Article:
Author: Matthew Schettenhelm
In the past three years, cable operators have flooded the FCC with petitions claiming that because satellite providers serve the same communities, the cable operators face “effective competition” and should be deregulated. What has caused this dramatic uptick in filings at the turn of the decade? As you might suspect, the answer appears to relate less to a sudden emergence of meaningful competition (which, for most, remains hard to come by) than to old-fashioned gamesmanship.
In many recent petitions, cable operators, seeking to beat the release of 2010 U.S. Census data, have distorted the competitive status of many local markets by comparing current satellite subscribership with 10 year old (2000 U.S. Census) occupied housing data. For communities that have grown over the past decade, this creates a highly misleading picture of competition: it overstates satellite subscribership, often dramatically. Yet, lacking better data, the FCC—which finds effective competition if a cable operator shows that 15% of community households subscribe to satellite—has accepted these mismatched showings and freed cable operators from local regulation.
This need not be the case. Local government attorneys can now quickly and easily clarify this distortion using a simple tool: 2010 U.S. Census data. We have found that using 2010—not 2000—U.S. Census housing data often materially changes the 15% analysis. If your community has experienced any growth over the past decade, you should review whether a cable operator has recently filed an effective competition petition. If so, a simple filing with the FCC could correct the operator’s “effective competition” status and preserve valuable community benefits.
Why an Effective Competition Finding Matters
An “effective competition” finding helps the cable company and hurts the local community. After the FCC finds “effective competition,” a local government may no longer regulate the cable company’s basic cable service rates. In addition, cable operators use “effective competition” status to justify other anti-consumer practices. For example, certain operators have claimed that they no longer must place PEG channels on the basic service tier, and can require additional equipment to view it. The “competitive market,” it is said, will protect these benefits. But in areas where this so-called “effective competition” is the product of a cable operator’s skewed market calculations, cable subscribers in the community are left with no protection at all.
Why Recent Petitions May Not Fairly Reflect the Competitive Market in Your Community
In recent years, cable operators have flooded the FCC with effective competition petitions. In 2009, the total number of local markets found subject to effective competition more than doubled, increasing from 3,205 to 7,034. The FCC explained that the increase was due largely to petitions relying on the 15% satellite market share test. The FCC also found that cable rates are higher in markets that supposedly face “effective competition.” The FCC openly attributes this effect to these recently-filed petitions.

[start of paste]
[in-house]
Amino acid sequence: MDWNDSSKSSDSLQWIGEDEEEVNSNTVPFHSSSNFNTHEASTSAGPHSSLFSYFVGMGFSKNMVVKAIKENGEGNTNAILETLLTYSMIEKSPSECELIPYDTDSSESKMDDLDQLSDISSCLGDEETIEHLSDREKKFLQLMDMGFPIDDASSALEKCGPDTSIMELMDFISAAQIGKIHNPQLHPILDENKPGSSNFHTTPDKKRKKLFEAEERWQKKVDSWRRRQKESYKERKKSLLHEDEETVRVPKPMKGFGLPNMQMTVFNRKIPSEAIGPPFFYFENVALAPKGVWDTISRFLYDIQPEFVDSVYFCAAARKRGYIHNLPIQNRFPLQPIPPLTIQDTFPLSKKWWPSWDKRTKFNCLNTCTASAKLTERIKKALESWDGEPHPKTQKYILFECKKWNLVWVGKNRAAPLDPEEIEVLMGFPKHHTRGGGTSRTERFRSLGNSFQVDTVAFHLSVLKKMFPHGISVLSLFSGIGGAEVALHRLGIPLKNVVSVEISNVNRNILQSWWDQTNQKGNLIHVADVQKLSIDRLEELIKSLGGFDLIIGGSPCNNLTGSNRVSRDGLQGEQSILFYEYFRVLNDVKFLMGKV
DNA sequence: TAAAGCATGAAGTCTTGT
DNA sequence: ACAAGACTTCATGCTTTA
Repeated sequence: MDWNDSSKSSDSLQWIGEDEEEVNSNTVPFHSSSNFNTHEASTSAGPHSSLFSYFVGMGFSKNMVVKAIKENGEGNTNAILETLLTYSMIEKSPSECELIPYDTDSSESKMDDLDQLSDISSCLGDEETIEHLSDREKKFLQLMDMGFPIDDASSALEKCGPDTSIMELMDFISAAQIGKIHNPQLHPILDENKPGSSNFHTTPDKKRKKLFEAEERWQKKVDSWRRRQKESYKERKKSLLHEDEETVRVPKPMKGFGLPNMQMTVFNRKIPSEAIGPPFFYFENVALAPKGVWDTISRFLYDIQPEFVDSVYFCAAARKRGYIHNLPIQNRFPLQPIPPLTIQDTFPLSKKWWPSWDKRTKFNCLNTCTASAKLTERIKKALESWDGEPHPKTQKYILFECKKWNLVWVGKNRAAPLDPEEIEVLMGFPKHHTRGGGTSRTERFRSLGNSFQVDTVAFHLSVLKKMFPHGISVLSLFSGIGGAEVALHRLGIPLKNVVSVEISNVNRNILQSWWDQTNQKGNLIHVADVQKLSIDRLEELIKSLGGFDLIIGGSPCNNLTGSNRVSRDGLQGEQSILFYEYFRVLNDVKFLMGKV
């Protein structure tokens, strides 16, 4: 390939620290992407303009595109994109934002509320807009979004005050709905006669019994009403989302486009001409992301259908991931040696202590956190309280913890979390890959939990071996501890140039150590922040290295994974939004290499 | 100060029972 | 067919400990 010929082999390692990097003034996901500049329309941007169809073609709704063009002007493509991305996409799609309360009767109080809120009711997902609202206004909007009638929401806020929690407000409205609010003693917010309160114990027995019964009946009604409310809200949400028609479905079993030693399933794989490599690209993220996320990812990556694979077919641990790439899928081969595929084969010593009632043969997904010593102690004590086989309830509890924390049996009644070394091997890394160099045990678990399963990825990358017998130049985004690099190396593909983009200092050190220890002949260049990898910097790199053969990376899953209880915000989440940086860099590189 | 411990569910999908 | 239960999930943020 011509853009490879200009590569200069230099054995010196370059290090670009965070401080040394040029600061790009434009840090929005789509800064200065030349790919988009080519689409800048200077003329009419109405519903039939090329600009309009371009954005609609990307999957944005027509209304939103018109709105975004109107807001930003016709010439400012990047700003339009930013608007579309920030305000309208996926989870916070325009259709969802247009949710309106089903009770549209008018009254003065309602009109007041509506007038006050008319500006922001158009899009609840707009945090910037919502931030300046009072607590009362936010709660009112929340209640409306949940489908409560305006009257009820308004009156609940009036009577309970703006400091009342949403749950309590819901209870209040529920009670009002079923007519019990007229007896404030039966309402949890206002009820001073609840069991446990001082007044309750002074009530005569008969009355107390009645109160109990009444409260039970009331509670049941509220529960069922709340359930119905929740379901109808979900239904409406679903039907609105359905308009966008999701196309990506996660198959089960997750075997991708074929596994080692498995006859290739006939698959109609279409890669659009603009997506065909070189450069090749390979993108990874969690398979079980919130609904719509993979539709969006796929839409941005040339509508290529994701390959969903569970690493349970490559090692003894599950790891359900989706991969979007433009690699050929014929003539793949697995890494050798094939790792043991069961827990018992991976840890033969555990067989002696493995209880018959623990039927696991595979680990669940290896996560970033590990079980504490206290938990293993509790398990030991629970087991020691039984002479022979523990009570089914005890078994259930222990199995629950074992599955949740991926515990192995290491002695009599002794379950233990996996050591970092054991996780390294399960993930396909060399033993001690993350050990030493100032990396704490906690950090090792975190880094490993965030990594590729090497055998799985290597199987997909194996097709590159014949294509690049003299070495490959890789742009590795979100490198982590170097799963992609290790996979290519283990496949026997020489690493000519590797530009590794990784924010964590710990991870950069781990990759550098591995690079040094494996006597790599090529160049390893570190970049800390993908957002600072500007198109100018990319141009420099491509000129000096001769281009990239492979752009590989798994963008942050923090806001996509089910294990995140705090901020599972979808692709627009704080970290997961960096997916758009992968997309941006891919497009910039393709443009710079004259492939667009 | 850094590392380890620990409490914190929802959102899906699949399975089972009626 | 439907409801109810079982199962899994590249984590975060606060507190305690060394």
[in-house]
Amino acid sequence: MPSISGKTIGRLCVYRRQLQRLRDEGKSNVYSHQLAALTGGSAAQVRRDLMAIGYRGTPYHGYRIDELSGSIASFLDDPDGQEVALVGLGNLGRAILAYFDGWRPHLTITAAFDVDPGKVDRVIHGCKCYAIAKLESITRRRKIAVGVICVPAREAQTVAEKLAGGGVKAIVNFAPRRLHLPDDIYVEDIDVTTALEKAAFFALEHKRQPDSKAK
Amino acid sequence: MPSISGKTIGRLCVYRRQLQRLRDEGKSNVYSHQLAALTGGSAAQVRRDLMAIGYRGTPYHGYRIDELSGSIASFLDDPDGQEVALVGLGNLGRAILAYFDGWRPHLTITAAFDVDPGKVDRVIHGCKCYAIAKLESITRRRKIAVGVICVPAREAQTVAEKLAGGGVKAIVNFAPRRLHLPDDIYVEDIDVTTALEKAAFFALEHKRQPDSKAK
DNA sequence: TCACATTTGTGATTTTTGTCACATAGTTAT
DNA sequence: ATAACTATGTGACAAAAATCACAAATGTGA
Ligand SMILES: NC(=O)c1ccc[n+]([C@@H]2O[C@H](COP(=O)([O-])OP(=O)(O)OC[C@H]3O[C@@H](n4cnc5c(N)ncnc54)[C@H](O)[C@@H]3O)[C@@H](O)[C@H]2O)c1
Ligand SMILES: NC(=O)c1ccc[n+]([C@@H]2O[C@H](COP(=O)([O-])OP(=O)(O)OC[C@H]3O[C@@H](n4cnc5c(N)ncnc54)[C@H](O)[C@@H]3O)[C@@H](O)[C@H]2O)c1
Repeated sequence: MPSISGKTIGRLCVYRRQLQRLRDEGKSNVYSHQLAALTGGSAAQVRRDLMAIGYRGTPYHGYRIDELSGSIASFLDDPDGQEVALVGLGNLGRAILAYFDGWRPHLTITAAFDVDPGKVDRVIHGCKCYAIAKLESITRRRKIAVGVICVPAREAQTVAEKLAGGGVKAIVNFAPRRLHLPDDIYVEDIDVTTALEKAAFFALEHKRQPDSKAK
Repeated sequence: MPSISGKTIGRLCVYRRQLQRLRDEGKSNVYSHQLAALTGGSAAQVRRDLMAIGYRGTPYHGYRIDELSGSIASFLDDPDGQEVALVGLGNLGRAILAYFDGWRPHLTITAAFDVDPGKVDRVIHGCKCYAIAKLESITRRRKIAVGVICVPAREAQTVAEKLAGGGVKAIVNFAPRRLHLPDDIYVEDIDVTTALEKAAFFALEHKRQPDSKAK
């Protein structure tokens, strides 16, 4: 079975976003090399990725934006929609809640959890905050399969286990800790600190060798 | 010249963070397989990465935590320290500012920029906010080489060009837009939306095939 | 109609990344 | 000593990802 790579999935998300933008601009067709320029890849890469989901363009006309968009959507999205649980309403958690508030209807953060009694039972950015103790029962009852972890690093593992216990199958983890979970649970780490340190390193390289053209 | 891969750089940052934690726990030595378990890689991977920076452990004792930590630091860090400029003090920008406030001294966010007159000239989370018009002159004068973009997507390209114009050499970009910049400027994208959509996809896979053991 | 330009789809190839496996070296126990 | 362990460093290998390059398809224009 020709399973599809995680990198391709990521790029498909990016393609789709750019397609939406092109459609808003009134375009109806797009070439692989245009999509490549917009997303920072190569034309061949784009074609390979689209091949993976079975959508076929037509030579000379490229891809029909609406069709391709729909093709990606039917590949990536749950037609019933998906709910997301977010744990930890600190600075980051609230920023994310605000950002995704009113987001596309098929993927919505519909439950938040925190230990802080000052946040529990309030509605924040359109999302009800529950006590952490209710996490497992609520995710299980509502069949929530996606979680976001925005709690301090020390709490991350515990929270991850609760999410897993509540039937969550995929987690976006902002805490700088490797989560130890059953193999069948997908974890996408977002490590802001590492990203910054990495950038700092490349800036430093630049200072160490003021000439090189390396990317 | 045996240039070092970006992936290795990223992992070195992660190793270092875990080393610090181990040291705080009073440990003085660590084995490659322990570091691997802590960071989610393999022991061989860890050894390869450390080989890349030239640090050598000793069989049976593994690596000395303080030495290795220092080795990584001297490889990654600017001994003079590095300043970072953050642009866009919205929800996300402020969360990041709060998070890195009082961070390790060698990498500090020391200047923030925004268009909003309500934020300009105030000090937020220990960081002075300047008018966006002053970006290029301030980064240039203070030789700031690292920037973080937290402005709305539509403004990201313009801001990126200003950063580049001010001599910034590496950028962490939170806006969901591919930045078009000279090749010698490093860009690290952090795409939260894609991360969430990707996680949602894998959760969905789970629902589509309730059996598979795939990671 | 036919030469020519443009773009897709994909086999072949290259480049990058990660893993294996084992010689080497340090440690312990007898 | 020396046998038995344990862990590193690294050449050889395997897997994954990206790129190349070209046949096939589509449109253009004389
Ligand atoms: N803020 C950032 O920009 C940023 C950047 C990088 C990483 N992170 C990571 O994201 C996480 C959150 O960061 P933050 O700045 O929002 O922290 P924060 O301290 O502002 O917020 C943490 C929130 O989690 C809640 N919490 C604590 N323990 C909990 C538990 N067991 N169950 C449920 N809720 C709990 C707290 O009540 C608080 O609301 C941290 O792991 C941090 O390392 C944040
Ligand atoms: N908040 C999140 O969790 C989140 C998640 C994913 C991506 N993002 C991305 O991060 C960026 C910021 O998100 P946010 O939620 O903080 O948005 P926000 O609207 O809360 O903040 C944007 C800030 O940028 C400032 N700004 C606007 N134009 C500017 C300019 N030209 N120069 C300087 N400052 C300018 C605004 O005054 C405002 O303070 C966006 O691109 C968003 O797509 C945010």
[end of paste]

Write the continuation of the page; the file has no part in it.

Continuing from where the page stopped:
The fact that monthly cable bills have risen in new “effective competition” communities should not be a surprise for a simple reason: many recently-filed petitions do not document real competition at all. Because the FCC compares a community’s satellite subscribership with its total occupied households (to find effective competition, the FCC requires over 15% of households to subscribe), and because the U.S. Census only updates household counts every 10 years, many cable operators have claimed “effective competition” by comparing current satellite subscribership with ten year old household data. In many communities, this has produced “effective competition” findings that recent household data reveal to be simply wrong.
What Your Community Can Do
Local government attorneys now have an easy way to counter this tactic. For many states, the U.S. Census Bureau has already released occupied household numbers by community. For many others, such data will be released shortly.
If your community has been the subject of a recent effective competition petition (even one already granted), you should test the cable company’s reported subscribership count against the occupied household count reported in the 2010 U.S. Census. If the total number of competing subscribers the company reports is less than 15%, your community should correct the record and preserve local benefits. The cable operator should not achieve “unregulated” status based on an openly misleading depiction of your local cable market.
Should you have any questions, please do not hesitate to contact us (Miller & Van Eaton, PLLC).
May an Internet service provider block certain websites or content? May it slow Internet traffic from its competitors while favoring its own applications or services? Must the provider disclose these and other network management practices to its end-users?
On December 23, 2010, the Federal Communications Commission addressed these and other topics when it released new “open Internet” rules. [Link 1] Local government attorneys should review the rules closely. Depending on the nature of the Internet service that a local government uses or provides, the FCC’s rules could protect a local government (as an Internet user), and impose new obligations upon it (as a service provider).